Tapings OK for UCI talks

Policy changes to allow recording of student groups’ events. Some say that previous speakers have spewed hate speech.

UC Irvine’s policy to let student organizations decide whether they will allow the recording of meetings and speakers on campus will change, UCI officials said Thursday. Instead, the university will support the right to record speakers and meetings held on campus.

The issue has surfaced in recent years as the campus has struggled with complaints about controversial speakers. It came to a head in May when Newport Beach Assemblyman Chuck DeVore brought a video camera to record a speaker sponsored by the Muslim Student Union. The organization had posted signs requesting no videotaping, but the group did not try to stop DeVore from using his video camera.

It shouldn’t have been an issue since student organizations and the university may not regulate free speech when activities are held on a public campus, Terry Francke, the general counsel for the nonprofit free-speech advocacy group Californians Aware, said in May.

“I’m cautiously optimistic that at least a change in policy regarding recording events will at least turn down the temperature at UCI by letting people know who intend to participate in incendiary hate speech they will be held accountable,” DeVore said.

“We all along here have been dedicated to the idea that students should have freedom of expression,” university spokeswoman Cathy Lawhon said. “We abhor anything that might appear as hate speech or anti-Semitism. But we stand by people’s rights to say it because as a campus we have to stand for a free exchange of ideas.”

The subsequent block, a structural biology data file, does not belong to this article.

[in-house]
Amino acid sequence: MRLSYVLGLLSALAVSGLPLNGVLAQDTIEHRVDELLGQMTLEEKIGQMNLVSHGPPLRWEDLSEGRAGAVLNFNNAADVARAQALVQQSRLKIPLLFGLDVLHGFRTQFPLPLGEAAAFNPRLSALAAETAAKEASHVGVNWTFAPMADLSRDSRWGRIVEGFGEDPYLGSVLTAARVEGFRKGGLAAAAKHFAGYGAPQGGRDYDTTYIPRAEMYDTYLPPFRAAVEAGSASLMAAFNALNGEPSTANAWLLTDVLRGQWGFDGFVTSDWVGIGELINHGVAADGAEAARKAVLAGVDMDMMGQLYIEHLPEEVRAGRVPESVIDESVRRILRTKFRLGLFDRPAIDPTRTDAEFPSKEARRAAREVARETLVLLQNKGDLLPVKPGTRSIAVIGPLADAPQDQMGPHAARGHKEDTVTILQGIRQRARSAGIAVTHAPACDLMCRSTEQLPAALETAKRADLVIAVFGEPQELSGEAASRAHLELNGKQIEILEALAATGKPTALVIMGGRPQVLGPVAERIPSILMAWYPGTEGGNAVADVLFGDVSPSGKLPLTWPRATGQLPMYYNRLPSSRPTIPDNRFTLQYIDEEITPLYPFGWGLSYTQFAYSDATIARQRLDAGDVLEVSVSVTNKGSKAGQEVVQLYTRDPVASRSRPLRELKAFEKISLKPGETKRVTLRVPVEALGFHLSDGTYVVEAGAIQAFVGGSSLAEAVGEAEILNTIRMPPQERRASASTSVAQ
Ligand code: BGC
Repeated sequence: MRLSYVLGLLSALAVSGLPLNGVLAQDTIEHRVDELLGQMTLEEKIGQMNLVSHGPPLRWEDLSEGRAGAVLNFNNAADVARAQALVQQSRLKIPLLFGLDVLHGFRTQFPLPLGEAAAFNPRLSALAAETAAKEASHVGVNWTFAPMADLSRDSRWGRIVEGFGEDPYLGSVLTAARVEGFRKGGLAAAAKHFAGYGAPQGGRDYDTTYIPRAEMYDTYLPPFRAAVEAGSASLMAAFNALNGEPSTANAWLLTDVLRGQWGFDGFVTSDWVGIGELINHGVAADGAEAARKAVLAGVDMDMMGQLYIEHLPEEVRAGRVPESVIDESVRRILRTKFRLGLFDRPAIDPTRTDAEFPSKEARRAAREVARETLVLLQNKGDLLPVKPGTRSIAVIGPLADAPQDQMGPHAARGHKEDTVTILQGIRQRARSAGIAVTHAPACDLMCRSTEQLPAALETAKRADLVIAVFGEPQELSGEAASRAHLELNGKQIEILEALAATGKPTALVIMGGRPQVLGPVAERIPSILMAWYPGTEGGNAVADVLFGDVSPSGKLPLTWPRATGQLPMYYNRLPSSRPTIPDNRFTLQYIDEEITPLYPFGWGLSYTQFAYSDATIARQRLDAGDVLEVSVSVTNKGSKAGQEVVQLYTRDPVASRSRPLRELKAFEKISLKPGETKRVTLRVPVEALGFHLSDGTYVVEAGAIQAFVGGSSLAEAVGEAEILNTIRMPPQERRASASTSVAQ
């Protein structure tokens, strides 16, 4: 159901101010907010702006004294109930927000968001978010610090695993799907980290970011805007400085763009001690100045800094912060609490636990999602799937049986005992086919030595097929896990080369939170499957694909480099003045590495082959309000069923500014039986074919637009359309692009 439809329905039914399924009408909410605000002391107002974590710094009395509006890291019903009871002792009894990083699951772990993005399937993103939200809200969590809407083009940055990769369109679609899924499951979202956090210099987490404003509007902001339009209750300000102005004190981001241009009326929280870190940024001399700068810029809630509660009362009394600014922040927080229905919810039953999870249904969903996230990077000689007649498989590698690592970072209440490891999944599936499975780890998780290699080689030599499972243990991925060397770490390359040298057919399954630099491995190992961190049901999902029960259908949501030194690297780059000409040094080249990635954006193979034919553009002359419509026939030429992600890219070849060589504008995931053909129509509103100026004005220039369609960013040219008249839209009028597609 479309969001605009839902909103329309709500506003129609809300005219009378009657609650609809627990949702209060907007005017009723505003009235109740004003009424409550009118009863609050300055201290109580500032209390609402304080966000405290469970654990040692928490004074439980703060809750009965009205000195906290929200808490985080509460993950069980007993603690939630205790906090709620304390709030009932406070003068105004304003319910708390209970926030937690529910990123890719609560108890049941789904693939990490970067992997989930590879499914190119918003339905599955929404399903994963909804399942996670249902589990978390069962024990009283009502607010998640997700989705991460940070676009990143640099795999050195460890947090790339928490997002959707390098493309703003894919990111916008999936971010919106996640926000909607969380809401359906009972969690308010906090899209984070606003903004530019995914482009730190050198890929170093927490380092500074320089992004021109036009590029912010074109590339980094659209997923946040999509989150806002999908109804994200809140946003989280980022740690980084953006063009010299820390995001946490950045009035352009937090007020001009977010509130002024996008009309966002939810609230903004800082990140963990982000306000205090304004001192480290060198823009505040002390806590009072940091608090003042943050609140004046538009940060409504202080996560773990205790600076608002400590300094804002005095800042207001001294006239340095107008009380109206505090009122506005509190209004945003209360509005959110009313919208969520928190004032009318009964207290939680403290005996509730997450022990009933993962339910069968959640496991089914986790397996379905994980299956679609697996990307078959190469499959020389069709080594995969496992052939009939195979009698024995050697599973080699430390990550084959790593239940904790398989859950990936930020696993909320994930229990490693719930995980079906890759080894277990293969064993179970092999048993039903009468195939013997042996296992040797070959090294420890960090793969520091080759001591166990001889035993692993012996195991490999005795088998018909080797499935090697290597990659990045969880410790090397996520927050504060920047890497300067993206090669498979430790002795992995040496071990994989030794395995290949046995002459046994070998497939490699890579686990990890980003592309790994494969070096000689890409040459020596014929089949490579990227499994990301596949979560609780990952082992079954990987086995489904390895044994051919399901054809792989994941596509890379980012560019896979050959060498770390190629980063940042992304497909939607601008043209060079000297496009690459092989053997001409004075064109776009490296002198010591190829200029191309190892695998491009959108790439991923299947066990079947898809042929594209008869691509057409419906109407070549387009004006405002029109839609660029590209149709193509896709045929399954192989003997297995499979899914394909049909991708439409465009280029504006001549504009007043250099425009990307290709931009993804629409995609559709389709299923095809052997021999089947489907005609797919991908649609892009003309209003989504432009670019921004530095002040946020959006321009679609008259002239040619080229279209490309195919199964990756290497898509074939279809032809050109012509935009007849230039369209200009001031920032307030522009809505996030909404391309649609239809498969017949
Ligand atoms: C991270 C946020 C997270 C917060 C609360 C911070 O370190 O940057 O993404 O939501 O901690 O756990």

Jesse Rosenblum, chairman of an independent task force investigating anti-Semitism at UCI, said he was most concerned about the hate speech that might take place in private meetings student organizations have on campus.

The Hillel Foundation assembled the task force, but dropped the investigation; the task force, however, decided to continue the review on its own.

Critical and radical views are acceptable in a public forum, Rosenblum said. But a university-sanctioned meeting on campus property where recordings are prohibited and opposing views are shut down is detrimental to a university’s mission, he said. The private hate speech on campus is one of the task force’s main focuses, he added.

“If they want to continue with [the inquiry] that’s fine,” said Mayra Bangee, vice president of the UCI Muslim Student Union. “They don’t really have legitimacy if they’ve lost the support of Hillel.”

DeVore disagrees.

“Clearly they’re not empowered by a grand jury or anything, but neither were they when they were with Hillel,” said DeVore, who was interviewed by the task force. He said the public should gauge the report’s influence by who was involved in it, who was interviewed for it and how the investigation was conducted.

“They certainly weren’t leading the witness when I spoke to them,” DeVore said. “They would ask me a question, reword it and ask it again to really get to the truth.

“[Chancellor Michael Drake] has always been interested in communicating and listening to the community. I’m sure he would be open to listening to anything they have to say.”

“We’re basically standing by what we’ve said in the past. We think that this is an attempt to shut down free speech and is an intimidation tactic,” Bangee said. She acknowledged that the task force has contacted her for an interview, but has yet to respond.

“I don’t see anti-Semitism on campus, and I don’t see myself being a part of [the investigation]. I think its a very tolerant environment,” she said.


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